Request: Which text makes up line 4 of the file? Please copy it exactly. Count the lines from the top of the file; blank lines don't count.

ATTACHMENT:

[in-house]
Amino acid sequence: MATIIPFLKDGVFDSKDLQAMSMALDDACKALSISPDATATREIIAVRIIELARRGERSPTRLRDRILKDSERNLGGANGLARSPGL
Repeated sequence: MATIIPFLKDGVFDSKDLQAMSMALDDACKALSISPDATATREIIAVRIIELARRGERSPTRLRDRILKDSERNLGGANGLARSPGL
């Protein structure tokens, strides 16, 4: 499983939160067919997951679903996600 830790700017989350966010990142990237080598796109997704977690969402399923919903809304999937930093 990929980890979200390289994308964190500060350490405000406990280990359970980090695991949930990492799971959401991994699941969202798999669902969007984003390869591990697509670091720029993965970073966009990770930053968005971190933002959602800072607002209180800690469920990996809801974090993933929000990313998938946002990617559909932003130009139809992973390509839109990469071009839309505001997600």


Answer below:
């Protein structure tokens, strides 16, 4: 499983939160067919997951679903996600 830790700017989350966010990142990237080598796109997704977690969402399923919903809304999937930093 990929980890979200390289994308964190500060350490405000406990280990359970980090695991949930990492799971959401991994699941969202798999669902969007984003390869591990697509670091720029993965970073966009990770930053968005971190933002959602800072607002209180800690469920990996809801974090993933929000990313998938946002990617559909932003130009139809992973390509839109990469071009839309505001997600």